Sometimes, as in the case of Citizinvestor, finding answers is as easy as emailing an organization’s founders and asking them to explain what they think went wrong. Sometimes, founders will share their own postmortems. For example, you can read about why the collective action hub Carrotmob shut down and how insights from its failure now infuse a related start-up, Moneyvoice; or why civic tech powerhouse mySociety closed Pledgebank, despite the vibrancy of the project (the quick reason is because other platforms like Groupon were doing a better job at providing the same service, and mySociety needed to concentrate on other priorities). Intertwinkles, a collection of open source tools for helping small group decision making that was the extension of MIT graduate student Charlie Detar’s dissertation work, closed down when Mozilla made changes in the Persona codebase. Detar writes that that would have required him to do a lot of unpaid work upgrading his software tools, but he didn’t think it was worth the effort given how little those tools were actually being used by the groups they were built for. Randy Meech, the CEO of open source mapping company MapZen, offered his thoughts on how much of the company’s software was built to last beyond its possible death (which occurred at the beginning of this January) while one of its developers, Dan Phiffer, had a somewhat more skeptical take on the same topic.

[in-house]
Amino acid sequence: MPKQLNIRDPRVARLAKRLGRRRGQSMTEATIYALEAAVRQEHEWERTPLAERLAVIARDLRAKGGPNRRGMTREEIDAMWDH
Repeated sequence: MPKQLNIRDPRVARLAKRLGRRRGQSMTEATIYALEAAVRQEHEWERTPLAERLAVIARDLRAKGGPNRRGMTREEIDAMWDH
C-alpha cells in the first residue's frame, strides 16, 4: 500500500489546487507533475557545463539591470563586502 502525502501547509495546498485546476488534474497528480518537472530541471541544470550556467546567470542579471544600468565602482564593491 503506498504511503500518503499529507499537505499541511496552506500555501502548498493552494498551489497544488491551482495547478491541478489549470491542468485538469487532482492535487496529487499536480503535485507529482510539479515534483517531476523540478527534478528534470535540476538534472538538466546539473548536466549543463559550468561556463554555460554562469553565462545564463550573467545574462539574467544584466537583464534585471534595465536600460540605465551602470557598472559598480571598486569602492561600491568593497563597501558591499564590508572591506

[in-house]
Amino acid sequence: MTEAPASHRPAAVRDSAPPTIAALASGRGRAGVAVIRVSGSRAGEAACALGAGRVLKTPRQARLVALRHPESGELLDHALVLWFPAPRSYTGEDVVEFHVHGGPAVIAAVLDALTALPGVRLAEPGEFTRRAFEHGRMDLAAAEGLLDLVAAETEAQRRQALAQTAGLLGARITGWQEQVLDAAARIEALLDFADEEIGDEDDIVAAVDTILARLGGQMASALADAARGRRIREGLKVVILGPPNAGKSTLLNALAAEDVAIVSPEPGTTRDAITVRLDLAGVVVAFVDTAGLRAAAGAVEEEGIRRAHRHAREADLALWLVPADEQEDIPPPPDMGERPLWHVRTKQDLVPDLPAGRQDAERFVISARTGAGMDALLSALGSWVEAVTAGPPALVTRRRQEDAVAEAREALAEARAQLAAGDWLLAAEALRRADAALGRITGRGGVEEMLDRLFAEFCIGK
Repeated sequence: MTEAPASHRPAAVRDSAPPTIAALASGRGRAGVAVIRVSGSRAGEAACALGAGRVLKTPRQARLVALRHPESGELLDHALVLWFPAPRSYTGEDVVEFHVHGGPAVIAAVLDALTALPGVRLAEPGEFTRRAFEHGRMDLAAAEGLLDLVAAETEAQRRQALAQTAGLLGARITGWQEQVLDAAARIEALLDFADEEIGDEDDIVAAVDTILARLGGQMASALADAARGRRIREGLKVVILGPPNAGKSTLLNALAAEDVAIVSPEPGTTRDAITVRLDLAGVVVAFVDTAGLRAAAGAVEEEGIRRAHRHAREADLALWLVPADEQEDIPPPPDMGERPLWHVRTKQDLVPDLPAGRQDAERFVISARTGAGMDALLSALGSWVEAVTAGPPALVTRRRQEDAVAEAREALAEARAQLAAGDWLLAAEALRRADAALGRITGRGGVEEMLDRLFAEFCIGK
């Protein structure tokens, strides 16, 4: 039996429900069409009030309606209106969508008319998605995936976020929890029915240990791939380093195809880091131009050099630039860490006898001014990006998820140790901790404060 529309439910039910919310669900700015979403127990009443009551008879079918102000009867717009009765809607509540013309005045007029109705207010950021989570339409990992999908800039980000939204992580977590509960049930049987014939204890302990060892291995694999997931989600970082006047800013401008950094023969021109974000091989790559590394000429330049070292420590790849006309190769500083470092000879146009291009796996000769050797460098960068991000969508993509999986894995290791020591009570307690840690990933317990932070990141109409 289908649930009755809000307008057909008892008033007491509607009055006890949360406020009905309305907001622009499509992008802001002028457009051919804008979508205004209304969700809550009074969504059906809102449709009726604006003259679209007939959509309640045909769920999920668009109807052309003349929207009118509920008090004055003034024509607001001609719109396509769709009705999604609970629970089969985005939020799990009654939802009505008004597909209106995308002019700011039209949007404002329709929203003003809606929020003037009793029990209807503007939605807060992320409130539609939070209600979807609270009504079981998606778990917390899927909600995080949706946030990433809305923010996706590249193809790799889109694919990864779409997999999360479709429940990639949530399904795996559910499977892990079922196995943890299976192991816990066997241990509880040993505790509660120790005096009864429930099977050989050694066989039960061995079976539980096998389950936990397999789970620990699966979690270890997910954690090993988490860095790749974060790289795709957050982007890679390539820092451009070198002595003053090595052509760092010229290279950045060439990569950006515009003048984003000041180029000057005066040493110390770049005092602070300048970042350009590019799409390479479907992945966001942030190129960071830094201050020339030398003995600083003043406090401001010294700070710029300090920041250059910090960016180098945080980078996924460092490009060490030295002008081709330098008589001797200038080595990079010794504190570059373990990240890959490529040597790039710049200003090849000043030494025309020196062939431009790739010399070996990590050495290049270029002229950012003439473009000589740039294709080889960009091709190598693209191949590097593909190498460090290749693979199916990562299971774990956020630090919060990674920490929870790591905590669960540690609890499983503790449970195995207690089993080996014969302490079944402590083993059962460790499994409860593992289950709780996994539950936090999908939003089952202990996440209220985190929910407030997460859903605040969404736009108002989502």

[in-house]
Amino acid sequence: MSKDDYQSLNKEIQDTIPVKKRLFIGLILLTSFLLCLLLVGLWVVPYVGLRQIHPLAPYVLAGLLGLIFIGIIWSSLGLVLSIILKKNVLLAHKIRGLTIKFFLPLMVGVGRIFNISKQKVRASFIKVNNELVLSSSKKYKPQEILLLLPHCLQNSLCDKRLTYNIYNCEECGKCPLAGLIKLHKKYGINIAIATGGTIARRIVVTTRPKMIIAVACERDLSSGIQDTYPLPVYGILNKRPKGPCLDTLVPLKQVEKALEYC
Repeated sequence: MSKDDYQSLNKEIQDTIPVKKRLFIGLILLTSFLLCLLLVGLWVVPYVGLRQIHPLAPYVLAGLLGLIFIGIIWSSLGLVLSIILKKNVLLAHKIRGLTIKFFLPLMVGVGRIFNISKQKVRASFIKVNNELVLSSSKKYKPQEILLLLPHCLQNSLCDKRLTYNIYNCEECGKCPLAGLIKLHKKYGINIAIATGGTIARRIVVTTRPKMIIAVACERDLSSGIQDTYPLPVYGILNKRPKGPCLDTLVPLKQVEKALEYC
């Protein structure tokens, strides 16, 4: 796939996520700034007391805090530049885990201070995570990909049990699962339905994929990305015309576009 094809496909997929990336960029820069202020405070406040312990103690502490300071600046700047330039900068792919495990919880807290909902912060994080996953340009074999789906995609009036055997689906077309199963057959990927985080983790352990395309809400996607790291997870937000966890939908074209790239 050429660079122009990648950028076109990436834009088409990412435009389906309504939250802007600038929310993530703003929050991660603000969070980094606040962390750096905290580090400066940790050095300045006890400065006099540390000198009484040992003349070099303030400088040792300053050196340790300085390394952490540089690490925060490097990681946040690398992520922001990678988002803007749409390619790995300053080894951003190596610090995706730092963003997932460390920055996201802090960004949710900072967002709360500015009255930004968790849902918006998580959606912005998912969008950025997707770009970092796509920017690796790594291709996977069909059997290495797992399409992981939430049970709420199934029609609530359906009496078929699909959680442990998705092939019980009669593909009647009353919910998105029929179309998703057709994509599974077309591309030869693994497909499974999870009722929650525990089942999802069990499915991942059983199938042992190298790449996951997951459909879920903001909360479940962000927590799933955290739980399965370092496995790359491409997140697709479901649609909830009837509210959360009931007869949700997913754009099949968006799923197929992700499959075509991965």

Other times, a start-up effectively shuts down when its founder and related talent get acqui-hired, and their farewell messages don’t shed much light. See for example what Colin Mutchler, the founder of Louder (originally Loudsauce), a crowdfunding platform for small-donor funding of political advertising that had backing from Huston Hedinger, Matter and the Knight Foundation, had to say about his company’s acquisition in 2015 by Change.org. He writes, “All of our work with Louder has given us the expertise to understand the motivations and needs of the cultural organizers and amplifiers of our times, and we are so excited to help accelerate the impact of such a transformative civic platform as Change.org.” Change never launched a product or service for its petition-signers to crowdfund political ads, though it now does invite petition organizers to use the platform to raise funds to support their campaigns.